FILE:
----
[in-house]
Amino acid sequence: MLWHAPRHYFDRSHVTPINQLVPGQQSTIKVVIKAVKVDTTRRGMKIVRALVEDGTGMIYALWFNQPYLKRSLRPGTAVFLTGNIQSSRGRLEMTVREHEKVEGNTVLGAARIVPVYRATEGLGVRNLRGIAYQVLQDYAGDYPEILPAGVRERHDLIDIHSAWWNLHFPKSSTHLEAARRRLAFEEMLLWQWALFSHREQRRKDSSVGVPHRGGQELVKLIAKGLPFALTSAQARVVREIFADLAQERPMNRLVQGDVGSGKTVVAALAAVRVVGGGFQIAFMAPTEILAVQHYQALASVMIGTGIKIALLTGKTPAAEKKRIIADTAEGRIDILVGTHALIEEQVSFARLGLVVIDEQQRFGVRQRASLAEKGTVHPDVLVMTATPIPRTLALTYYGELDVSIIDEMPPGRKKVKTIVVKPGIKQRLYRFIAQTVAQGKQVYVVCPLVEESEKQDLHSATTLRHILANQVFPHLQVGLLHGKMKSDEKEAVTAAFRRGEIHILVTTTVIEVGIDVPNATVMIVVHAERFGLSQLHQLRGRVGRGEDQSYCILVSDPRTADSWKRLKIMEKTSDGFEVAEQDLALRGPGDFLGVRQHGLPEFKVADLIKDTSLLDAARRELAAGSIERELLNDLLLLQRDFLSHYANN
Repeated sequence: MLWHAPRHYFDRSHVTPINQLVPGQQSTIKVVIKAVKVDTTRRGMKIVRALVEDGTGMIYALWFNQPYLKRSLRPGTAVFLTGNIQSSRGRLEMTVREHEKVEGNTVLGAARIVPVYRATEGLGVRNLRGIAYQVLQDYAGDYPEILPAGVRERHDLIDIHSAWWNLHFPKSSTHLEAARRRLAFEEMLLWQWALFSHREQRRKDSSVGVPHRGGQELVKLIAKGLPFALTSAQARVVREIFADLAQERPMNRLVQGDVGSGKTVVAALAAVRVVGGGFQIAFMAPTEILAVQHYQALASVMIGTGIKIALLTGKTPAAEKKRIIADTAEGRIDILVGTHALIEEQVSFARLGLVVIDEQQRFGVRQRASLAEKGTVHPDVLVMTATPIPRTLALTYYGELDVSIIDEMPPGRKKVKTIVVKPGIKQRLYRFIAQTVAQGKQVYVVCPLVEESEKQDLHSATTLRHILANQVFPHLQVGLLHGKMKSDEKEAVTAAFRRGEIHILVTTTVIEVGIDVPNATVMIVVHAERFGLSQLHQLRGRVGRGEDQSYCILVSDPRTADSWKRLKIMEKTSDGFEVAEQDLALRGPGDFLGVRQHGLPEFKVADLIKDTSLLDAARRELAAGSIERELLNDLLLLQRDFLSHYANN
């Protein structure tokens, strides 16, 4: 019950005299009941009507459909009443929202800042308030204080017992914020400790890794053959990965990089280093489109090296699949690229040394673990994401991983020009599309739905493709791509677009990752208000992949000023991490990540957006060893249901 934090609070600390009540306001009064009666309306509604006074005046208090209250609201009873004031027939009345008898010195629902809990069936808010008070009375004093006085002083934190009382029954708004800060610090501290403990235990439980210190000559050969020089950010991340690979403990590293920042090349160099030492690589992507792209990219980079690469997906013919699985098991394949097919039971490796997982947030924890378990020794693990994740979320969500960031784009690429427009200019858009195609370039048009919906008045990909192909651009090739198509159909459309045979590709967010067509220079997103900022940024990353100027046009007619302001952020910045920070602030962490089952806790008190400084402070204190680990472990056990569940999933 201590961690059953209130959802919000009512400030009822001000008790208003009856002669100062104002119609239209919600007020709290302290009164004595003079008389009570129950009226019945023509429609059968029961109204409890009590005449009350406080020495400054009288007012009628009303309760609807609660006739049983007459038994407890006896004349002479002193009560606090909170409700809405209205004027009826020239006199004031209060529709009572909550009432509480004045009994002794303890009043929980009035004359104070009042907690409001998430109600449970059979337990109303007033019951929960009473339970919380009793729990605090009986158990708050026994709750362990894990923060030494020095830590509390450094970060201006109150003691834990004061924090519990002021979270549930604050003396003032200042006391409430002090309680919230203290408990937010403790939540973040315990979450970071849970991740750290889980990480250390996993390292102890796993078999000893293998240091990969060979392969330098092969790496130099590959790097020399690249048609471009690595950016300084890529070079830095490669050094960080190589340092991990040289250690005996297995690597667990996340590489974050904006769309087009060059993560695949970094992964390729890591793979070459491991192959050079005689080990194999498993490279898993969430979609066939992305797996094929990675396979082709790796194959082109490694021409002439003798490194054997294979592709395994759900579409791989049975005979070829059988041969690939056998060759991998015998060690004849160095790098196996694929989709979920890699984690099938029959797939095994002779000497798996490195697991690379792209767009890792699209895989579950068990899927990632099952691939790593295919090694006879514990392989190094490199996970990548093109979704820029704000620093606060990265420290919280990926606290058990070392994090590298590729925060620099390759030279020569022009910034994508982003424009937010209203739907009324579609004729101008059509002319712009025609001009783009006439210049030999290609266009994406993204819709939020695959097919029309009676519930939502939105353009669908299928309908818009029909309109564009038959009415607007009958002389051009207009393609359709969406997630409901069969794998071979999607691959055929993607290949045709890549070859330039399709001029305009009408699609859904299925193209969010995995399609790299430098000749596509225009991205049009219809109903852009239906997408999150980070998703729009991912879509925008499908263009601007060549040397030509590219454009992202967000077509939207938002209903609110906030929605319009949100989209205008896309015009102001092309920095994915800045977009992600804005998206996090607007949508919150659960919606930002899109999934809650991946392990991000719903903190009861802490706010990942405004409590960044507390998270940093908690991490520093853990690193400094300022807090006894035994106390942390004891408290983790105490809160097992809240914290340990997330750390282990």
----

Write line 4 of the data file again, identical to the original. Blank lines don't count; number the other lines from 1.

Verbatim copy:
């Protein structure tokens, strides 16, 4: 019950005299009941009507459909009443929202800042308030204080017992914020400790890794053959990965990089280093489109090296699949690229040394673990994401991983020009599309739905493709791509677009990752208000992949000023991490990540957006060893249901 934090609070600390009540306001009064009666309306509604006074005046208090209250609201009873004031027939009345008898010195629902809990069936808010008070009375004093006085002083934190009382029954708004800060610090501290403990235990439980210190000559050969020089950010991340690979403990590293920042090349160099030492690589992507792209990219980079690469997906013919699985098991394949097919039971490796997982947030924890378990020794693990994740979320969500960031784009690429427009200019858009195609370039048009919906008045990909192909651009090739198509159909459309045979590709967010067509220079997103900022940024990353100027046009007619302001952020910045920070602030962490089952806790008190400084402070204190680990472990056990569940999933 201590961690059953209130959802919000009512400030009822001000008790208003009856002669100062104002119609239209919600007020709290302290009164004595003079008389009570129950009226019945023509429609059968029961109204409890009590005449009350406080020495400054009288007012009628009303309760609807609660006739049983007459038994407890006896004349002479002193009560606090909170409700809405209205004027009826020239006199004031209060529709009572909550009432509480004045009994002794303890009043929980009035004359104070009042907690409001998430109600449970059979337990109303007033019951929960009473339970919380009793729990605090009986158990708050026994709750362990894990923060030494020095830590509390450094970060201006109150003691834990004061924090519990002021979270549930604050003396003032200042006391409430002090309680919230203290408990937010403790939540973040315990979450970071849970991740750290889980990480250390996993390292102890796993078999000893293998240091990969060979392969330098092969790496130099590959790097020399690249048609471009690595950016300084890529070079830095490669050094960080190589340092991990040289250690005996297995690597667990996340590489974050904006769309087009060059993560695949970094992964390729890591793979070459491991192959050079005689080990194999498993490279898993969430979609066939992305797996094929990675396979082709790796194959082109490694021409002439003798490194054997294979592709395994759900579409791989049975005979070829059988041969690939056998060759991998015998060690004849160095790098196996694929989709979920890699984690099938029959797939095994002779000497798996490195697991690379792209767009890792699209895989579950068990899927990632099952691939790593295919090694006879514990392989190094490199996970990548093109979704820029704000620093606060990265420290919280990926606290058990070392994090590298590729925060620099390759030279020569022009910034994508982003424009937010209203739907009324579609004729101008059509002319712009025609001009783009006439210049030999290609266009994406993204819709939020695959097919029309009676519930939502939105353009669908299928309908818009029909309109564009038959009415607007009958002389051009207009393609359709969406997630409901069969794998071979999607691959055929993607290949045709890549070859330039399709001029305009009408699609859904299925193209969010995995399609790299430098000749596509225009991205049009219809109903852009239906997408999150980070998703729009991912879509925008499908263009601007060549040397030509590219454009992202967000077509939207938002209903609110906030929605319009949100989209205008896309015009102001092309920095994915800045977009992600804005998206996090607007949508919150659960919606930002899109999934809650991946392990991000719903903190009861802490706010990942405004409590960044507390998270940093908690991490520093853990690193400094300022807090006894035994106390942390004891408290983790105490809160097992809240914290340990997330750390282990």